I spent some time working on my latest business idea. I bought a computer magazine in Key West and it talks about this thing called the “Internet”. It seems that it’s the latest way of sharing information - people are setting up “web sites” that have all sorts of information on them and some people are selling things on their web sites. I’ve got this idea about setting up a web site for yachting and selling advertising.  We’ll also act as an “online” yacht broker and just charge the seller a fixed fee per month.  I’m quite excited about it so I’m going to buy some books and as many magazines as I can about setting up a web site.

8 April 1996   Dragon Point to Titusville Marina, Florida
We got up early and motored up to Cocoa.  A truly boring trip – the only break in the monotony was watching the clam fishermen scraping the bottom with wire baskets on the end of 20ft poles – the baskets looked like supermarket baskets but shallower.  We anchored off Cocoa and went to look at the marinas.  We were quoted $250 at one which seemed a good deal.  We went for a walk around the town which was lovely, but a bit twee.  We went and looked at the dock and saw the 5 mile fetch of water stretching to the north.  We went back to the office and yes, it’s hell in a norther!  

We motored on to Titusville and found that it was only $200/month and it’s a fabulous new municipal marina.  We had a quick stroll around and decided to stay.  Glenys put some washing in the launderette as soon as we had arrived – we were desperate!  We strolled around the small town, had a shower back at the marina and went out for a Mexican meal.  We pigged out and it was great.  We then went to a bowling alley – funny to watch Craig struggling with a 6 lb ball!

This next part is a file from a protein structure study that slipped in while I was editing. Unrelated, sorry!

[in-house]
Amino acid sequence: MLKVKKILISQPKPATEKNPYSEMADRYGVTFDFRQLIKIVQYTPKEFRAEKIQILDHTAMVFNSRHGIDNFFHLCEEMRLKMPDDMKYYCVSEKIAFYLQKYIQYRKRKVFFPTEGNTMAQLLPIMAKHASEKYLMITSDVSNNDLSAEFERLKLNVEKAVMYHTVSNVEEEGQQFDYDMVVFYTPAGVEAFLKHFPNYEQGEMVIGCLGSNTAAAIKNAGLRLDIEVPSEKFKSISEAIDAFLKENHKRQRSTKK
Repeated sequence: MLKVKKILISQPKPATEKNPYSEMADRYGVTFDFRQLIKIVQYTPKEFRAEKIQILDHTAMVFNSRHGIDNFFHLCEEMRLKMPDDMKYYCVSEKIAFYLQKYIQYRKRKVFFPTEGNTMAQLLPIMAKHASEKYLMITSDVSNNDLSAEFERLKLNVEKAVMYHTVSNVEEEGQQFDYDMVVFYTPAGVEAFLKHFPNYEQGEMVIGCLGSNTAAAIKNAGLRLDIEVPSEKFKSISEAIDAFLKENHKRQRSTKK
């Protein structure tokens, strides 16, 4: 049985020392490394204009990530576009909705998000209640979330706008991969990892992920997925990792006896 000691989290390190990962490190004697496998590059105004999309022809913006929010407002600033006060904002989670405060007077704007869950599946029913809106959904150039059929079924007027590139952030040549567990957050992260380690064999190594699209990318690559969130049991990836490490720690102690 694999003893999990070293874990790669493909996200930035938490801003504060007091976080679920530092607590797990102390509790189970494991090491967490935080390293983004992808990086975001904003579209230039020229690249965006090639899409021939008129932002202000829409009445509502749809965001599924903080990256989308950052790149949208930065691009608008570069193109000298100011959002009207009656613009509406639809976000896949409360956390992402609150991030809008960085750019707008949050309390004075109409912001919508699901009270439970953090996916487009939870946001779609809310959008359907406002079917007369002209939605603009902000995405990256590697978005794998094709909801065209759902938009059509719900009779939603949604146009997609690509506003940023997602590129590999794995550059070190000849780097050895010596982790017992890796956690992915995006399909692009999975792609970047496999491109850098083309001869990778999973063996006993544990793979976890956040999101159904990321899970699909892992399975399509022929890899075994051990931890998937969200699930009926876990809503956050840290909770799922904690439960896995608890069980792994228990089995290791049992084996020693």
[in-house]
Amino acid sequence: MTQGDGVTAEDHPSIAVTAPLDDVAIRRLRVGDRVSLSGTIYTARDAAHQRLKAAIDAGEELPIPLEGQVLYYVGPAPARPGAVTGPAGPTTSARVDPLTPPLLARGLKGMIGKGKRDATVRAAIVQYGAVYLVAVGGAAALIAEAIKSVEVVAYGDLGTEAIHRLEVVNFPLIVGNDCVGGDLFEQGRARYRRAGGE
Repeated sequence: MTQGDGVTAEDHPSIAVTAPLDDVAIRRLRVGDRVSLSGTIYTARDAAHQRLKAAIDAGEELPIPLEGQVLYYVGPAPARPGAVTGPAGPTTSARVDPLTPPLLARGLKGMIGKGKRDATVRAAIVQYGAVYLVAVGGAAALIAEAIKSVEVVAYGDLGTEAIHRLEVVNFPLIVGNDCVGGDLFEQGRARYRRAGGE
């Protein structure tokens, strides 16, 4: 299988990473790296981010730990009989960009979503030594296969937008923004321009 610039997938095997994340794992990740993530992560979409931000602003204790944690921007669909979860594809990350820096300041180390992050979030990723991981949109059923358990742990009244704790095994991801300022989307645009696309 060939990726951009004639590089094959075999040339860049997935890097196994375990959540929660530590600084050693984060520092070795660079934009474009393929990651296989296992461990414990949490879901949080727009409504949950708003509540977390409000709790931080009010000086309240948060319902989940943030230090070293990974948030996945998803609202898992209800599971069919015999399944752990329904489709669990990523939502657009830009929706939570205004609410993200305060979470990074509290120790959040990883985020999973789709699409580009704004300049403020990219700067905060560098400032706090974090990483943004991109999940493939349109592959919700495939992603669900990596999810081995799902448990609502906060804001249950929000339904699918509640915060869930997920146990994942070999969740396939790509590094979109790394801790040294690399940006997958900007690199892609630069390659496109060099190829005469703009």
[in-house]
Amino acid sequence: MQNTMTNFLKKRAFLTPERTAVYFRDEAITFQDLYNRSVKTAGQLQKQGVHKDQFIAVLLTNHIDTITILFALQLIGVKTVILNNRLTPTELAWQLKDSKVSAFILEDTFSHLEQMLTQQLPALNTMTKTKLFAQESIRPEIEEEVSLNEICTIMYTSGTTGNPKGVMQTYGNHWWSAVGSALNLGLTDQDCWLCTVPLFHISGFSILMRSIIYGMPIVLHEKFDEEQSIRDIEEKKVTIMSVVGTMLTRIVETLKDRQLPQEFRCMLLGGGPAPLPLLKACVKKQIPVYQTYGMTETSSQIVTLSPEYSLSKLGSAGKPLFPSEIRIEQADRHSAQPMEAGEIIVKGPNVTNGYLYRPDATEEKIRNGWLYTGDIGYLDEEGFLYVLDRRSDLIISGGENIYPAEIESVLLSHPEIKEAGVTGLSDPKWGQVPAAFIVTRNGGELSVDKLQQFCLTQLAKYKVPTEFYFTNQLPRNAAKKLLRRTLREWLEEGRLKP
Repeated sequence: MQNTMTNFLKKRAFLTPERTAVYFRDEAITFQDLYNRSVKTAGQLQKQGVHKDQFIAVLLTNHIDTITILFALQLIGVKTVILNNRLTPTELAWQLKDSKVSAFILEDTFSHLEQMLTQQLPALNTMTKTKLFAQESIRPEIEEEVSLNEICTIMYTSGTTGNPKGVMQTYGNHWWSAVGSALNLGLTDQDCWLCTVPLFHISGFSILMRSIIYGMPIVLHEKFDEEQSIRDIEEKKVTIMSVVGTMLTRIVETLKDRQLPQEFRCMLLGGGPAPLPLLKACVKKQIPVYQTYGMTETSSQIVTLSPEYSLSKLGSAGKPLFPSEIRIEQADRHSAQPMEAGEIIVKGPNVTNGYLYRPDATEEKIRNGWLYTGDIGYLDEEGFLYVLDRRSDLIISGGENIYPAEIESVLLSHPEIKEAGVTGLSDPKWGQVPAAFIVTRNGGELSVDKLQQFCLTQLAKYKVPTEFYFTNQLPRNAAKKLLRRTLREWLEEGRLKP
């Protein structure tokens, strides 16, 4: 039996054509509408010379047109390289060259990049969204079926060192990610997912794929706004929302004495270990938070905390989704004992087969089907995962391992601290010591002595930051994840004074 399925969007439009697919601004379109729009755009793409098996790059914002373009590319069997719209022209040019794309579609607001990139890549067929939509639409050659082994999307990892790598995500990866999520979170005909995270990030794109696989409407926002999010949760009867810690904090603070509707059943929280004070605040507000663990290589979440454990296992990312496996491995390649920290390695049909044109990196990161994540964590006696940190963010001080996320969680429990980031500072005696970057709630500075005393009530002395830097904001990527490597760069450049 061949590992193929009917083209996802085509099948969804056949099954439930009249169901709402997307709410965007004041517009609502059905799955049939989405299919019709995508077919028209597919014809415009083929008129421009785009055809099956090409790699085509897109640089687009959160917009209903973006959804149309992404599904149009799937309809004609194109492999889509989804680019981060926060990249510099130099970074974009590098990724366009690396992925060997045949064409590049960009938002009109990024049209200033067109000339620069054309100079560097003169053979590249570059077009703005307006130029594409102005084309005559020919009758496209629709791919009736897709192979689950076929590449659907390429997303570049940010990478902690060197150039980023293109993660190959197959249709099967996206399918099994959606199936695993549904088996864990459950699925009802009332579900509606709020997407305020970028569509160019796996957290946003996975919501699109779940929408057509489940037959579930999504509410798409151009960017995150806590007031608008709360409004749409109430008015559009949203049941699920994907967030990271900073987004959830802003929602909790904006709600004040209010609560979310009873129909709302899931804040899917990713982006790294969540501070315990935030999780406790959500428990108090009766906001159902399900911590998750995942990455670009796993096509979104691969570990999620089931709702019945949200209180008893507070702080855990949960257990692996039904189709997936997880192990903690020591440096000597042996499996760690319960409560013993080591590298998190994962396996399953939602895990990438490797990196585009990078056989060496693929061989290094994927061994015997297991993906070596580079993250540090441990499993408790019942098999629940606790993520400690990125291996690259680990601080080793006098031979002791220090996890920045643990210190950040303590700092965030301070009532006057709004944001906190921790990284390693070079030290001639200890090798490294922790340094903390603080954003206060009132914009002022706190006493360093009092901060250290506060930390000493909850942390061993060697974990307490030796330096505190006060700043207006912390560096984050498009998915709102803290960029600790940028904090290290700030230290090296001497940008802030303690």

9 April 1996   Titusville Marina, Florida 
I got up early and went walk-about.  I walked down to a big mall about 3 miles away, back to the old town and then out to a music shop about 2 miles in another direction.  That’s 10 miles – we need a car!  Unfortunately, cars are about $50/day – it’s about $35 for the car and $15 for insurance and tax.  

I bought two books on the Internet and about six magazines – cost nearly $100!  I had to buy a 20lb propane container because I can’t get our camping gas containers filled.  We’ve managed for 4 years in some way-out places, but no chance in the good old USA – too many regulations!  I booked a clarinet lesson in a week’s time to get a check out – a bargain at $12 for 30 minutes.  

That’s more than you can say about dentists.  We think Craig needs a filling - only $80 for a check up and $60 to $150 for a filling!  The check up includes obligatory cleaning and X-rays – I’m afraid I got a bit stroppy about it all.  We had a pizza takeaway because Glenys had been hard at work scraping hatches and doing laundry all day.

10 April 1996   Titusville Marina, Florida
Glenys went shopping with Marion (and Dan) from “Dreamer”.  I spent the morning installing the new propane gas tank.  I’ve just put the tank on the side deck with a flexible hose.  I hope that we have enough gas in the camping gas tanks to get us to Bermuda, where I think I’ll be able to get them filled.  Glenys took the dinghy down and cleaned it.  We removed the main sail and No. 1 Genoa to get them repaired.  

I rang “Florida Online”, a local Internet ServiceProvider, told them that I was a British businessman and asked if I could go in for a chat. They seemed quite happy to talk to me, so I’ve arranged to go tomorrow.

There were manatees in the marina today.  When the wind is from the east, it blows grass into the marina and the manatees come in to eat it from the surface.  They lurk around under the pontoons and are very unconcerned about us humans - we were able to stroke their backs.  One had very deep scars, obviously from a propeller.